Tutorial 3: Behaviours

In this tutorial we will be introducing a new class: HvrBehaviour. This class lets you add functionality and user interaction to your Argo application. In Tutorial 2: Core Components we discussed the render loop, and the importance of interactions with Hvr* components taking place on the rendering thread.

1. HvrBehaviour

An HvrBehaviour lets you hook in to the lifecycle of an HvrPlayer. An HvrBehaviour is attached to an HvrPlayer, and can be detached at any time. Many unique HvrBehaviour instances can be attached to an HvrPlayer.

Your HvrBehaviour requires three methods to be overridden:

  1. onInitialise - called when the HvrBehaviour is ready to run
  2. onUpdate - called once each frame before the HvrPlayer does any rendering
  3. onDestroy - called when the HvrPlayer is destroyed, or the HvrBehaviour is detached from it.

2. RunAwayBehaviour Example

Create the following HvrBehaviour, and add it to the code you created in Tutorial 1: Getting Started. The HvrBehaviour should be attached to the HvrPlayer inside the HvrPlayer.post Runnable, just after the HvrActor is added.

public class RunAwayBehaviour extends HvrBehaviour {
    
    private HvrActor actor;
  
    public ActorRunAwayBehaviour(HvrActor actor){
        this.actor = actor;
    }
  
    @Override
    public void onInitialise() {
        // Nothing to set up
    }
  
    @Override
    public void onDestroy(){
        // Nothing to destroy
    }
  
    @Override
    public void onUpdate(){
        // Retrieve the position of the actor
        Vector3fc actorPosition = actor.getTransform().getPosition();
        // Set the position of the actor to the previously retrieved position,
        // with a small change to the Z poisition
        actor.getTransform.setPosition(actorPosition.x, 
                                       actorPosition.y, 
                                       actorPosition.z - 0.02f);
    }
}

Example integration:

// This code is taken from Tutorial 1's example code
// ...
hvrPlayer.post(() -> {
    HvrActor actor = hvrPlayer.getRenderer().addActor(actorFile);
    actor.getTransform().setPosition(0.0f, 0.0f, -2.0f);
    hvrPlayer.getCamera().setView(0.0f, 1.0f, 0.0f);
  
    // Add our RunAwayBehaviour
    RunAwayBehaviour runAwayBehaviour = new RunAwayBehaviour(actor);
    hvrPlayer.addBehaviour(runAwayBehaviour);
});
// ...

Once you’ve added this to your application, run the application and you should see that the HvrActor will move away from the camera.

The RunAwayBehaviour is updating each time the HvrPlayer does it’s rendering, and subtracting 0.02 from the HvrActor’s Z position. As the camera is looking along the -Z axis, this means that the HvrActor is moving away from the camera each frame.

3. HvrInputBehaviour

HvrBehaviour is a great base tool, but most of the functionality you’ll want to add involves actual user interactions - touches, swipes and gestures. These input events are delivered to Views on the Android main/UI thread, but any changes you want to make to the HvrPlayer, HvrRenderer, or HvrActors should be done on the HvrPlayer’s rendering thread.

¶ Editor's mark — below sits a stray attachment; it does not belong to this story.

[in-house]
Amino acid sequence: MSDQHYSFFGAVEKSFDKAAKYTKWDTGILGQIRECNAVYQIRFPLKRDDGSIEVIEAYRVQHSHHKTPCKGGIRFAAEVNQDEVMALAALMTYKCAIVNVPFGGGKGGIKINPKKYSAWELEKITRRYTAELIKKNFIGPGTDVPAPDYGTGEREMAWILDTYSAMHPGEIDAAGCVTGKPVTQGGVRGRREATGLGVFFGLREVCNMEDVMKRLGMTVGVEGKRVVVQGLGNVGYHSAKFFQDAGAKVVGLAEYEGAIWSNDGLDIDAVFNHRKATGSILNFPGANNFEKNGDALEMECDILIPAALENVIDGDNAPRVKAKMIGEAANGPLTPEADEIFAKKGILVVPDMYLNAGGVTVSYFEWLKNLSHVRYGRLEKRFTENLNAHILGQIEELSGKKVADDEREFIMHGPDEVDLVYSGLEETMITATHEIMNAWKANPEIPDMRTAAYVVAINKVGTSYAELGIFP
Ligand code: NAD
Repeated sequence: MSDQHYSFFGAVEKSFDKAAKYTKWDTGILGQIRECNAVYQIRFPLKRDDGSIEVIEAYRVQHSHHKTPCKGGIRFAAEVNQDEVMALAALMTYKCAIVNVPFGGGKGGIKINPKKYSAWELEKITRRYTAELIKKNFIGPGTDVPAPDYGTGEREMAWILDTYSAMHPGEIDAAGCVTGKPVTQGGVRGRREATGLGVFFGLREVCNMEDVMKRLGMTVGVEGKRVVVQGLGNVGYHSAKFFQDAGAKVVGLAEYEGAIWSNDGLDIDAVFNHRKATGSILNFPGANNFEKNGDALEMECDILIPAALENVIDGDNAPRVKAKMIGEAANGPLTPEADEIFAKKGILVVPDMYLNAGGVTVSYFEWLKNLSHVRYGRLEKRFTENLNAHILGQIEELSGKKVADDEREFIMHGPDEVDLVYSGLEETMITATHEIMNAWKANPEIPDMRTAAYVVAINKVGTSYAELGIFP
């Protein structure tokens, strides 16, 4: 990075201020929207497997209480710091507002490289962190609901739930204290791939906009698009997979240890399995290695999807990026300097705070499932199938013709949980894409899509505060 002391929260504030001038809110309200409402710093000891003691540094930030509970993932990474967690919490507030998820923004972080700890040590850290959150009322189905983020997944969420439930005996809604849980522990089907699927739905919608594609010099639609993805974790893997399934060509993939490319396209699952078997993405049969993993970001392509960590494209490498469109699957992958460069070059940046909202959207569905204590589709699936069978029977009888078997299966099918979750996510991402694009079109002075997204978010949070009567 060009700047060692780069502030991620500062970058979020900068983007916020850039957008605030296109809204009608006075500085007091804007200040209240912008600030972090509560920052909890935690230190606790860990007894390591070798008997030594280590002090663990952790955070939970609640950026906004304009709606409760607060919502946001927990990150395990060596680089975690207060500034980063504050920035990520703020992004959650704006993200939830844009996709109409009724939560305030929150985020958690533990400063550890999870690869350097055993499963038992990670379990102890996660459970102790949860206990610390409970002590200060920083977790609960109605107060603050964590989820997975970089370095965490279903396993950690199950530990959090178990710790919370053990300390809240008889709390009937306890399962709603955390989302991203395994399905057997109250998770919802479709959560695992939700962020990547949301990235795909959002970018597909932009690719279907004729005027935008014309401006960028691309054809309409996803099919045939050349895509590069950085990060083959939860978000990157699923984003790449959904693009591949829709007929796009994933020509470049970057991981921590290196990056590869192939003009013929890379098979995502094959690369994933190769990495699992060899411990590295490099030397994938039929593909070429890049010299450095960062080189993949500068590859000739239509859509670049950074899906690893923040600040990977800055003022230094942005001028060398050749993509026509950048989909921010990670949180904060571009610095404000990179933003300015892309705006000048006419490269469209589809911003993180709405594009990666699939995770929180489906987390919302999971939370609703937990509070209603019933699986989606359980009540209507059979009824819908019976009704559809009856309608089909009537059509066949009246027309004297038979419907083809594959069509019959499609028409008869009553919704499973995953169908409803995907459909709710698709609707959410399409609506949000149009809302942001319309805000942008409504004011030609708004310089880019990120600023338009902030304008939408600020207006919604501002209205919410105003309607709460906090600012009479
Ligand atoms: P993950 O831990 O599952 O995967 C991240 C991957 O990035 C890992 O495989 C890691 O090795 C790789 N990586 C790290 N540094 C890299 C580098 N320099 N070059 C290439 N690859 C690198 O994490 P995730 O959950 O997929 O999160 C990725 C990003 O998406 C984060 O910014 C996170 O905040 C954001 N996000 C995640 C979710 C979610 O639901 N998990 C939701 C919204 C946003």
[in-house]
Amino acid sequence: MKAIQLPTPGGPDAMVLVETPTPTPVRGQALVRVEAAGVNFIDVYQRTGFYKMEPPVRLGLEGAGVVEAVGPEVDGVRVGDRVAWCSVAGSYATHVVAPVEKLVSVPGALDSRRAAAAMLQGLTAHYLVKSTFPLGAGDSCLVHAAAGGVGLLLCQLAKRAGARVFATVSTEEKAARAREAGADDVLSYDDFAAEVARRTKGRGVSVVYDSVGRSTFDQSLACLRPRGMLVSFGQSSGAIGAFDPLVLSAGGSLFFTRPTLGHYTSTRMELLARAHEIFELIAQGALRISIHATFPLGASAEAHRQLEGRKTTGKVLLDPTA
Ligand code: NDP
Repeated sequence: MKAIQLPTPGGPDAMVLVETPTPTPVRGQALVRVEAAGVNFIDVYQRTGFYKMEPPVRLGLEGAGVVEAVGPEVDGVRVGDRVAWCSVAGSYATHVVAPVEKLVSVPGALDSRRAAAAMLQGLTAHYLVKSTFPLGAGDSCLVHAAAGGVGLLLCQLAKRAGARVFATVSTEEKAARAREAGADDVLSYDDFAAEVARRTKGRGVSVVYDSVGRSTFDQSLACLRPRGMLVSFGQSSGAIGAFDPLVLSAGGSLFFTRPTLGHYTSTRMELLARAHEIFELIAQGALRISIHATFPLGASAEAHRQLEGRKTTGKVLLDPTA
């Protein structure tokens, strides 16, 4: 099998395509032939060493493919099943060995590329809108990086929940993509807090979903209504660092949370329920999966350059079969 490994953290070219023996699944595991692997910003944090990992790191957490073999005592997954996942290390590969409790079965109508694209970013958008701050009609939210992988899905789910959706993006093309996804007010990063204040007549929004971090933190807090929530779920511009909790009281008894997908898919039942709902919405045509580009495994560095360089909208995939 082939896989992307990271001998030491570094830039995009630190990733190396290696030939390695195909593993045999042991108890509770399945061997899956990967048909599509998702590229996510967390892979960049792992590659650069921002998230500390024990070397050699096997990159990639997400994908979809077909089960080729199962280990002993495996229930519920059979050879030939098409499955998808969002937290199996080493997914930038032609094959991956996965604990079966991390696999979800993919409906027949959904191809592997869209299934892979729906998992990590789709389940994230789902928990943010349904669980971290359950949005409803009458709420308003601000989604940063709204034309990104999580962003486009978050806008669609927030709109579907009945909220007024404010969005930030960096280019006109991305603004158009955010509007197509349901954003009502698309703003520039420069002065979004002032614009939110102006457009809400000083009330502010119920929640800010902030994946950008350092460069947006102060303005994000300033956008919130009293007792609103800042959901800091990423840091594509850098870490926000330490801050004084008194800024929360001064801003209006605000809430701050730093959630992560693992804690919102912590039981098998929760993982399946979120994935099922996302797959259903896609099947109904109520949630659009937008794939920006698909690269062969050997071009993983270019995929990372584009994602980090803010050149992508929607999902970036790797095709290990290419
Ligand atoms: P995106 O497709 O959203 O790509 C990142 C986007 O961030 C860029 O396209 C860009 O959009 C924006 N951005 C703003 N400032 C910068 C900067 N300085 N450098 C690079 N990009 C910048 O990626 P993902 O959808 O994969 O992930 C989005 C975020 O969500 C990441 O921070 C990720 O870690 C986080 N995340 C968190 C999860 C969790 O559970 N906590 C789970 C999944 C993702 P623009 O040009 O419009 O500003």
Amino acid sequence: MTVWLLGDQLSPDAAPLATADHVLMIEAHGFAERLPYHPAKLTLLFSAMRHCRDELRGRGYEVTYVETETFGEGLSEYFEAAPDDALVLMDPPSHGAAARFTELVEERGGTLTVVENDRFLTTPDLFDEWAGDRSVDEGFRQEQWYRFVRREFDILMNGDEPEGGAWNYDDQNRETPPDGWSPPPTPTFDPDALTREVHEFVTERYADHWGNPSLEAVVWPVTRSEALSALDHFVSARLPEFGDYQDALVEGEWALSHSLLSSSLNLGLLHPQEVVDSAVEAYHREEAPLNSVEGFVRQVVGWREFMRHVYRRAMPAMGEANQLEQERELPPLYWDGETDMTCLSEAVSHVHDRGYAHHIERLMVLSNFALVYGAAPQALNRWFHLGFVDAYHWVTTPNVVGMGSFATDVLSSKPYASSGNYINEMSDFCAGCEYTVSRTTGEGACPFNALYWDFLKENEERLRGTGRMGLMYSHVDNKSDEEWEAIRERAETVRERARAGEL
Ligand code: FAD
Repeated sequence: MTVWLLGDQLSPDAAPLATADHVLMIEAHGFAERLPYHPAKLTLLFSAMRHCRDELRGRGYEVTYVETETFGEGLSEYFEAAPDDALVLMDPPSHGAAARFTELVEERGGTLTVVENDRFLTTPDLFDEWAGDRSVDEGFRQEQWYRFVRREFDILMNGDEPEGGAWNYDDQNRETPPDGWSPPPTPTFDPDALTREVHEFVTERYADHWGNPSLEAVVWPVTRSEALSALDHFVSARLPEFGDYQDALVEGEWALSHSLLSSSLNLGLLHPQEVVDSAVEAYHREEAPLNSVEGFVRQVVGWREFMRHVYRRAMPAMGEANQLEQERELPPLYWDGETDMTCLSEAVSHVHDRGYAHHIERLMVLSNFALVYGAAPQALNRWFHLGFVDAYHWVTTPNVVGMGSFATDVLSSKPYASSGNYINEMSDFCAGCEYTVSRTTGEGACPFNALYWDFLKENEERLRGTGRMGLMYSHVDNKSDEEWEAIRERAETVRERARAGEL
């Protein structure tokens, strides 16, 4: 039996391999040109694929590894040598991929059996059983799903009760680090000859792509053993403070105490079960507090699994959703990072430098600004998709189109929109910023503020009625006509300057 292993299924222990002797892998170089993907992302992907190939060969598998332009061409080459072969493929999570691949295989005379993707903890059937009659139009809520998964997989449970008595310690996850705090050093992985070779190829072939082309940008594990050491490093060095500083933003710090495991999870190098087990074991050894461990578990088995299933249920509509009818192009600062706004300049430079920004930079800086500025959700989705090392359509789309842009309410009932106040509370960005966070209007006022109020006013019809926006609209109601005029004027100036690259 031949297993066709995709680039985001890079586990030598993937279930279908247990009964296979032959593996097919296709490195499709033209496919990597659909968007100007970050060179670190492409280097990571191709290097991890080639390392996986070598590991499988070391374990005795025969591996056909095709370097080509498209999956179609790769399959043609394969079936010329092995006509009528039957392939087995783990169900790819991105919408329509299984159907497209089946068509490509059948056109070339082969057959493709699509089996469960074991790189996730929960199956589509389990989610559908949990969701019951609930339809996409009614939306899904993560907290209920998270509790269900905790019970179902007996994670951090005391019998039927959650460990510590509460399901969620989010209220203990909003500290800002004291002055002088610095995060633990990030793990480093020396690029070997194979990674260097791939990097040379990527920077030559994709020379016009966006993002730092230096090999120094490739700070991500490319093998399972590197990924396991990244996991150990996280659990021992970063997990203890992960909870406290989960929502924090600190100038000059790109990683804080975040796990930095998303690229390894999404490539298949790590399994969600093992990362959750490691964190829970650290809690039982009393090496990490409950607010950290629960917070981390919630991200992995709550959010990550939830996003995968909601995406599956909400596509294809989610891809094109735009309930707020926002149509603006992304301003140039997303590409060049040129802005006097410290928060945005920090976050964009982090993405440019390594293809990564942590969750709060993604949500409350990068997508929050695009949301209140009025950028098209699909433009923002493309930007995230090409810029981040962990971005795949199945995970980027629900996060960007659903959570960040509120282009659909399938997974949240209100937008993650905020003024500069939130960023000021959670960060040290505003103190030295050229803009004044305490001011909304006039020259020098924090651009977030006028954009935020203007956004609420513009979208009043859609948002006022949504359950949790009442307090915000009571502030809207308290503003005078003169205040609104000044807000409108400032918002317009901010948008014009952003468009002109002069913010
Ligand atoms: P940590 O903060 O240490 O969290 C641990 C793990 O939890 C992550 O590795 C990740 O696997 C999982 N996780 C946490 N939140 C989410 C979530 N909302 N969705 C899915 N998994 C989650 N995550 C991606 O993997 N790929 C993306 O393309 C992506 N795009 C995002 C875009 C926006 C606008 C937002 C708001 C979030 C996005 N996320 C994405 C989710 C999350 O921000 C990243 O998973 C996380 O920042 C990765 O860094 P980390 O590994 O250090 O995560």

To solve this, Argo provides a class called HvrInputBehaviour, which is an extension of HvrBehaviour. HvrInputBehaviour hides the onUpdate method, and replaces it with the onInputEvent and onInputFinished methods.

  • onInputEvent is called once for each input event, before HvrInputBehaviour.onInputFinished is called.
  • onInputFinished is called once every frame, after all calls to onInputEvent have been completed. This will occur immediately before HvrPlayer performs any rendering.

####4. InputRunAwayBehaviour Example

Try replacing the RunAwayBehaviour created in the example earlier with the following RunAwayInputBehaviour, which is based on the HvrInputBehaviour class.

Example RunAwayInputBehaviour class:

public class RunAwayInputBehaviour extends HvrInputBehaviour {
    
    private HvrActor actor;
    private boolean isDown;
  
    public ActorRunAwayBehaviour(HvrActor actor){
        this.actor = actor;
    }
  
    @Override
    public void onInputEvent(HvrInputEvent event){
        if(event.getAction() == HvrInputEvent.ACTION_DOWN) {
            isDown = true;
        }
        if(event.getAction() == HvrInputEvent.ACTION_UP){
            isDown = false;
        }
    }
  
    @Override
    public void onInputFinished(){
        if(isDown){
            Vector3fc actorPosition = actor.getTransform().getPosition();
            actor.getTransform.setPosition(actorPosition.x, 
                                           actorPosition.y, 
                                           actorPosition.z - 0.02f);

        }    
    }
}

Example Integration:

// This code is taken from Tutorial 1's example code
// ...
hvrPlayer.post(() -> {
    HvrActor actor = hvrPlayer.getRenderer().addActor(actorFile);
    actor.getTransform().setPosition(0.0f, 0.0f, -2.0f);
    hvrPlayer.getCamera().setView(0.0f, 1.0f, 0.0f);
  
    // Add our RunAwayBehaviour
    RunAwayInputBehaviour runAwayBehaviour = new RunAwayInputBehaviour(actor);
    hvrPlayer.addBehaviour(runAwayBehaviour);
});
// ...

If you correctly attach an instance of RunAwayInputBehaviour to an HvrPlayer, you should see the same behaviour as in the RunAwayBehaviour example, but only when the user is touching the screen.

Next Steps